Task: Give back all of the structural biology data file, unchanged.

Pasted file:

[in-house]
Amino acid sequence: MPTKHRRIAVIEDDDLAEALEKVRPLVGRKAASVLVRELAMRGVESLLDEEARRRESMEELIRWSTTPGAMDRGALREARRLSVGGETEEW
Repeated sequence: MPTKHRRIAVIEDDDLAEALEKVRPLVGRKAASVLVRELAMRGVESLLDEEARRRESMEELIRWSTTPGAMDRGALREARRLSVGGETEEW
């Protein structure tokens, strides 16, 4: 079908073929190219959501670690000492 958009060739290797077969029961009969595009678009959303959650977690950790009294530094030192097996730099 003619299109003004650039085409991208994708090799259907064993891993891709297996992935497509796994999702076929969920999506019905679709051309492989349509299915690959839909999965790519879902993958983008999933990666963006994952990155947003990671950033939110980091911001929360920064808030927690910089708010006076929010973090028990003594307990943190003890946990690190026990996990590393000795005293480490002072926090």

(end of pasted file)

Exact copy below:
[in-house]
Amino acid sequence: MPTKHRRIAVIEDDDLAEALEKVRPLVGRKAASVLVRELAMRGVESLLDEEARRRESMEELIRWSTTPGAMDRGALREARRLSVGGETEEW
Repeated sequence: MPTKHRRIAVIEDDDLAEALEKVRPLVGRKAASVLVRELAMRGVESLLDEEARRRESMEELIRWSTTPGAMDRGALREARRLSVGGETEEW
């Protein structure tokens, strides 16, 4: 079908073929190219959501670690000492 958009060739290797077969029961009969595009678009959303959650977690950790009294530094030192097996730099 003619299109003004650039085409991208994708090799259907064993891993891709297996992935497509796994999702076929969920999506019905679709051309492989349509299915690959839909999965790519879902993958983008999933990666963006994952990155947003990671950033939110980091911001929360920064808030927690910089708010006076929010973090028990003594307990943190003890946990690190026990996990590393000795005293480490002072926090």